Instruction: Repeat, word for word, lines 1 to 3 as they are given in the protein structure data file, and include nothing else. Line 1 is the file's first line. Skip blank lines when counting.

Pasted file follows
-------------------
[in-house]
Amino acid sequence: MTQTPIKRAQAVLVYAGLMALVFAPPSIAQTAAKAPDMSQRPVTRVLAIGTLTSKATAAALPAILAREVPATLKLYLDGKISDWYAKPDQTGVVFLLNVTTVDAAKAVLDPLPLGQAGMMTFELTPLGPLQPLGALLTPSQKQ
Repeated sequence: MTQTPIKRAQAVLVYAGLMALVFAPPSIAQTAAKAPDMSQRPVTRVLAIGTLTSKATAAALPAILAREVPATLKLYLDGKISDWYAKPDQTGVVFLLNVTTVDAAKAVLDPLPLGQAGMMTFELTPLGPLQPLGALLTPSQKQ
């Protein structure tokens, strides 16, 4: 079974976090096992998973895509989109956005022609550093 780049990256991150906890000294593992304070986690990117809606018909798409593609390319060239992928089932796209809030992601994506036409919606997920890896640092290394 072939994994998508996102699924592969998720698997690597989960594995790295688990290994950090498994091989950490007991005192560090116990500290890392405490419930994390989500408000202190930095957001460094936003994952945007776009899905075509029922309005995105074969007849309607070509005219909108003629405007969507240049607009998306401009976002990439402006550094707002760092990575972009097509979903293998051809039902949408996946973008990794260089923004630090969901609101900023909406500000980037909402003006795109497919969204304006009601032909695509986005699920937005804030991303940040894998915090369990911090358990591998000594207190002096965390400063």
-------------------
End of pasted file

[in-house]
Amino acid sequence: MTQTPIKRAQAVLVYAGLMALVFAPPSIAQTAAKAPDMSQRPVTRVLAIGTLTSKATAAALPAILAREVPATLKLYLDGKISDWYAKPDQTGVVFLLNVTTVDAAKAVLDPLPLGQAGMMTFELTPLGPLQPLGALLTPSQKQ
Repeated sequence: MTQTPIKRAQAVLVYAGLMALVFAPPSIAQTAAKAPDMSQRPVTRVLAIGTLTSKATAAALPAILAREVPATLKLYLDGKISDWYAKPDQTGVVFLLNVTTVDAAKAVLDPLPLGQAGMMTFELTPLGPLQPLGALLTPSQKQ